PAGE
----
Inductive Logic Programming (ILP) and Reasoning by Analogy in Context of Embodied Robot Learning

Inductive Logic Programming (ILP) and Reasoning by Analogy in Context of Embodied Robot Learning

Vesna Poprcova (Ss. Cyril and Methodius University of Skopje, Macedonia), Georgi Stojanov (The American University of Paris, France) and Andrea Kulakov (Ss. Cyril and Methodius University of Skopje, Macedonia)
Copyright: © 2010 |Pages: 10
DOI: 10.4018/jats.2010040105
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The ability to reason by analogy is essential for many cognitive processes from low-level and high-level perception to categorization. Intuitively, the idea is to use what is already known to explain new observations that appear similar to old knowledge. In a sense, it is opposite of induction, where to explain the observations one comes up with new hypotheses/theories. Therefore, a system capable of both types of reasoning would be superior. In this paper, the authors present an overview of Inductive Logic Programming (ILP) systems that use reasoning by analogy and discuss the results of combining Analogical Prediction with an ILP system, showing that, for some cases, it is possible to improve significantly the learning speed of the ILP system. This paper will examine the problems that arise in the context of a physically embodied robot that tries to learn regularities in its environment.
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Our main goal was to combine reasoning by analogy and Inductive Logic Programming (ILP).

In (Stojanov & Kulakov, 2008) we give an overview of the role of analogical reasoning in everyday life as well as in scientific reasoning. Here, we will briefly summarize the main points to give the minimal context for the work done. We have suggested a classification of the computational models of reasoning by analogy with respect to the underlying approach towards the problem of knowledge representation:

  • a)

    “Symbolic” models, so called because they are largely part of the “symbolic” paradigm in AI, in which symbols, logic, planning, search, means-ends analysis, etc. play a predominant role,

  • b)

    “Connectionist” models that adopt, broadly speaking, the framework of the connectionist networks, including nodes, weights, spreading activation, etc. and

  • c)

    “Hybrid” models that lie somewhere in between connectionist and symbolic models, based on the idea that high-level cognition emerges as a result of the continual interaction of relatively simple, low-level processing units, capable of doing only local computations.

In the remainder of this introduction we give a brief context of the issues arising in the attempts to combine analogical reasoning and ILP.

There is a considerable body of research in analogical reasoning in cognitive sciences (Gentner, 1983; Hofstadter, 1995; Kokinov, 1994; Indurkhya, 1992) and Artificial Intelligence (Evans, 1968; Becker, 1973; McDermott, 1994). Thus, from perception to problem solving, recollection, explanation and case based reasoning, as well as many other cognitive abilities, rely (in one way or another) on analogical reasoning. Analogical reasoning is also an important research area in AI as a technique to reason from incomplete knowledge.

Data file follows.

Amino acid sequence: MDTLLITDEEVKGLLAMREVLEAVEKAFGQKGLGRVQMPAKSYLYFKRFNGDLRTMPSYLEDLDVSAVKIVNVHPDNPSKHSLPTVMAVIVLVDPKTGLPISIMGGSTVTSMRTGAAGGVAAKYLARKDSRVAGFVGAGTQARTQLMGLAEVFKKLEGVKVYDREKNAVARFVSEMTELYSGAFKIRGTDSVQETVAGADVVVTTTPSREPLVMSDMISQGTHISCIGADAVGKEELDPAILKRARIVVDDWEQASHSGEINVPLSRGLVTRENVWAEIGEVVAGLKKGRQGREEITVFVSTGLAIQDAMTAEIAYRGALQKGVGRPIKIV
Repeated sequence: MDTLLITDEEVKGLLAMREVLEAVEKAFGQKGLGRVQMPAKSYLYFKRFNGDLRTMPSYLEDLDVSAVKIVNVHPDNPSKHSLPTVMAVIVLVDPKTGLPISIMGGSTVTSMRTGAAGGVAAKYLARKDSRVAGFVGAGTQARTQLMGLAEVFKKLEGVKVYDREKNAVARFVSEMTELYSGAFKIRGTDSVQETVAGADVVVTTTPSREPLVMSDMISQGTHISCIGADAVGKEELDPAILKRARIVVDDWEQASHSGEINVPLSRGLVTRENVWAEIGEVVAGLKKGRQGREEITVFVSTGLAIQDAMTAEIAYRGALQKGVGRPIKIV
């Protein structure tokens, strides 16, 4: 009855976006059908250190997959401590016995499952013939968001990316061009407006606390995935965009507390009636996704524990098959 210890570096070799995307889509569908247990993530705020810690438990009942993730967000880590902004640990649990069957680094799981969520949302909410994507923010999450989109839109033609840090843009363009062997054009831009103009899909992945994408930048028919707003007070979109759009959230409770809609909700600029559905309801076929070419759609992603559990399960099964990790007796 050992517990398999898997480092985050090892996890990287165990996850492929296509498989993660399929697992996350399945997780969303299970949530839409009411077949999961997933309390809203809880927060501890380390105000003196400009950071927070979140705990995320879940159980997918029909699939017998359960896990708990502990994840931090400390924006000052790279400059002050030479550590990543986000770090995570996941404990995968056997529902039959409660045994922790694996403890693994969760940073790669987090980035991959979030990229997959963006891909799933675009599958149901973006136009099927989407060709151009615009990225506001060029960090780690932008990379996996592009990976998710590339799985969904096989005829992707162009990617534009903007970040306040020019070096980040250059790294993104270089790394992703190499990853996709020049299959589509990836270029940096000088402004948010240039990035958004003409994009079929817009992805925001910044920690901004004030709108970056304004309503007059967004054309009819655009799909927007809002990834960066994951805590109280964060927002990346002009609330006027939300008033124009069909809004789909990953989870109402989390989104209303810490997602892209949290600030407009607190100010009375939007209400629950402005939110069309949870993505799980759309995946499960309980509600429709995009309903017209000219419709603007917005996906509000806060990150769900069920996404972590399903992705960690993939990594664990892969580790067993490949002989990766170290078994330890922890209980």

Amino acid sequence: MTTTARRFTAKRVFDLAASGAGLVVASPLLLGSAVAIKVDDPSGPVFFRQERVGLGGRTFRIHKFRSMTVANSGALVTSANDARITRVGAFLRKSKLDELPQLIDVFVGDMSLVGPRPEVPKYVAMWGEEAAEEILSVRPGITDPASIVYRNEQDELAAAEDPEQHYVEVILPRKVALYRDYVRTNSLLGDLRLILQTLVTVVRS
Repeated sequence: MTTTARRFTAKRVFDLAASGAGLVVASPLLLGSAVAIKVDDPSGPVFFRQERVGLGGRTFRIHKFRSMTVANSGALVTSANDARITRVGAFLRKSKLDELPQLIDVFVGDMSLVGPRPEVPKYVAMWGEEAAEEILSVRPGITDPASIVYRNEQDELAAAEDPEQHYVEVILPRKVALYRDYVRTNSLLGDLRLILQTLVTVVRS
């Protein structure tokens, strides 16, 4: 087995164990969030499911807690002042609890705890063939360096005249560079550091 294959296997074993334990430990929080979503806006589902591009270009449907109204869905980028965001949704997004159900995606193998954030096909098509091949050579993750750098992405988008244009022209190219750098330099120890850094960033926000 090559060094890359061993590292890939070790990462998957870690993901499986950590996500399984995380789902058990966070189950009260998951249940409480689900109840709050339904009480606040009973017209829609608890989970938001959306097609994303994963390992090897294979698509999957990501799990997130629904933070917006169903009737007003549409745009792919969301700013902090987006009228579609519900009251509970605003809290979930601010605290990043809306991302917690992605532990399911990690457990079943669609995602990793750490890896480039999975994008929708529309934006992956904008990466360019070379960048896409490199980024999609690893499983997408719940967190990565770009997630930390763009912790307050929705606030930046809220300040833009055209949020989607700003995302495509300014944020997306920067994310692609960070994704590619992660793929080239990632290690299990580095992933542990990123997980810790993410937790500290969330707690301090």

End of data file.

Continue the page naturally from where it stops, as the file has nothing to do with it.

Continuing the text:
On the other hand, to our knowledge, there are very few attempts to combine reasoning by analogy and ILP. ILP, as defined in (Muggleton & De Raedt, 1994), is the intersection of inductive learning and logic programming (LP) which infers new knowledge by inducing hypotheses given some background knowledge and a set of positive and negative examples. The reason for scarcity of research that combines analogy and ILP may be in the fact that ILP techniques have rather well elaborated and formalized theoretical background, whereas this is not the case for analogy based systems.

One of the most difficult problems with any analogy based system is how to justify or evaluate how good is certain analogy. Given that in our context we use analogy in combination with ILP, the problem is aggravated because analogy is not a logically sound inference method and therefore the new hypotheses and knowledge may not be consistent with the existing knowledge. Moreover, as the new hypothesis ideally describes a new concept and in order to evaluate it in some way, within the adopted ILP framework, we have to have positive and possibly negative examples of it. In our proposal these examples will be generated by design of the experiments module. Once we have the positive examples the hypothesis generated by analogy is submitted to the HYPER (Bratko, 1986) cover predicate in order to verify how much of the positive examples of the new concept are covered. This will give an estimate of how good is the analogy, and add it to the knowledge base or discard it. We believe that this approach is quite an original solution to the problem of integrating analogy based (or any other logically unsound method) reasoning with ILP.

The remaining part of the paper consists of three main parts: a) a review of what we believe to be the most representative research combining reasoning by analogy and ILP, b) our own approach to the integration problem, and c) software implementation, illustrative experimental results, and overall discussion and conclusion on the achievements, open issues, and potential future research.

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